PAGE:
Iranian youths walk under a huge anti-Israel billboard designed and implemented by the Islamic Revolutionary Guard Corps (IRGC), symbolizing Iran's support for the Palestinian Al-Aqsa storm missile attack on Israel, in downtown Tehran, October 12, 2023. FILE PHOTO/REUTERS

By Kayhan Life Staff

The Intelligence Organization of the Islamic Revolutionary Guard Corps (IRGC) has announced that any support for Israel in cyberspace is deemed unlawful, and individuals involved will face robust enforcement actions.

Following the announcement, made in mid-April, several media activists have been called in for questioning by judicial officials.

Recent social media posts have blamed escalating tensions between the Islamic Republic and Israel on the Iranian government and on groups linked to the Islamic Revolutionary Guard Corps. The writers of these posts have pointed to the ineffectiveness of the IRGC’s actions in response to Israel, and noted that the impact of Israeli rocket strikes on Iranian territory, particularly in Shiraz, has been greater than the harm inflicted by Iran on Israel. They have cited instances of rockets causing damage to civilian homes and properties in Shiraz and Iraqi Kurdistan.

There have also been endorsements by well-known individuals and public figures of the amicable relations between the citizens of Iran and Israel. One notable example was a tweet to that effect by Ali Karimi, the former captain of the Iranian national football team.

The Islamic Revolutionary Guard Corps Intelligence Organization (SAS) has warned Iranians to promptly report any instances of support for the Israeli government in the social space by providing details of the involved pages and individuals to the Gerdab platform. Gerdab is a cybercrime prevention system linked to the Revolutionary Guards.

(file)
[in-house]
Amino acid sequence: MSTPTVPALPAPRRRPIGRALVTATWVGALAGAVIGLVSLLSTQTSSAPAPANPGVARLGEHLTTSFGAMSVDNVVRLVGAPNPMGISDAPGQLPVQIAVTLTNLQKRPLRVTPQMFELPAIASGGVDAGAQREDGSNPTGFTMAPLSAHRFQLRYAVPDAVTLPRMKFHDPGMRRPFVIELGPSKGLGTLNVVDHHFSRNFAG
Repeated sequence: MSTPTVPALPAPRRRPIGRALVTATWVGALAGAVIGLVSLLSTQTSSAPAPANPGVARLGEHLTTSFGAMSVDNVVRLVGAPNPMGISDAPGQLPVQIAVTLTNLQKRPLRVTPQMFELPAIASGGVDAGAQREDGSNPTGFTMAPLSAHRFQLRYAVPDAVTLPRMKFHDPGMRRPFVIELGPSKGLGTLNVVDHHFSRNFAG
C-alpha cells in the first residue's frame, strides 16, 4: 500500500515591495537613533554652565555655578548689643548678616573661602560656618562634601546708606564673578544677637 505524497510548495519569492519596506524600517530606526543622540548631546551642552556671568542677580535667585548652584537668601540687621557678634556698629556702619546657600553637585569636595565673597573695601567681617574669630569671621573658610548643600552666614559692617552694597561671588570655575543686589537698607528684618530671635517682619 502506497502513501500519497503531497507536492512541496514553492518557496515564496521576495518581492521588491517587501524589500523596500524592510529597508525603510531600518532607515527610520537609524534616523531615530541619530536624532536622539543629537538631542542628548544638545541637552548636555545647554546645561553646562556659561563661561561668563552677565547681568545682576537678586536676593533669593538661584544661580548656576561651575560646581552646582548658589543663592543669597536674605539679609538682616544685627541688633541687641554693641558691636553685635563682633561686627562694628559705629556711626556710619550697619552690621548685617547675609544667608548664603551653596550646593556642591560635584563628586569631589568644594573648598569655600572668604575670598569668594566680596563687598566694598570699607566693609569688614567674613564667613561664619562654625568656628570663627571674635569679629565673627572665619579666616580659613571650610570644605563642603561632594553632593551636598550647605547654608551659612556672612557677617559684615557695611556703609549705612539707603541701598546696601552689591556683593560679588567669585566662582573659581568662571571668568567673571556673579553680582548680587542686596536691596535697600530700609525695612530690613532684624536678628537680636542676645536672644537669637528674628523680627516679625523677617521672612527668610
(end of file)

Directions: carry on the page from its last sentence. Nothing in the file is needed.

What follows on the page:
The government’s security apparatus aims to prevent Iranians from expressing dissenting views on the war or demonstrating concerns about the potential ramifications of the war on social media.

Internal sources have indicated that the Tehran Prosecutor’s Office has initiated legal proceedings against the reformist newspaper Etemad, its director, and against Abbas Abdi, a well-known reformist, as well as against a reporter from the Jahan-e-Sanat newspaper for allegedly jeopardizing the psychological wellbeing of society. They have been summoned to provide clarifications to the Tehran Prosecutor’s Office.

Abdi cautioned against the repercussions of an attack on Israel in a note titled “Implications of Response versus Restraint.”

“Attempting deterrence using conventional armaments against a state that denies its legitimacy or seeks its eradication is futile and impracticable,” he said, in a note published by the Etemad newspaper on April 14.

Admittedly, despite numerous warnings from reformists regarding the heightening tensions in the Middle East, a significant proportion of reformists, including those who outwardly oppose certain government policies, have expressed their support for the missile and drone attacks carried out by the IRGC.

In a public statement, Hasan Khomeini, the grandson of Ruhollah Khomeini, praised the IRGC’s assault on Israel in his statement as a “courageous operation” and “honorable,” extending his congratulations to Ali Khamenei.

Journalist Mashallah Shamsolvaezin, a seasoned figure from the reformist press, remarked that the strategic approach towards the Israeli offensive was notably astute.

Unverified information indicates that after alerts issued by security authorities to media proprietors, there has been a noticeable scarcity of information regarding the aftermath of the conflict between Israel and the Islamic Republic.

Link to Kayhan.London/Persian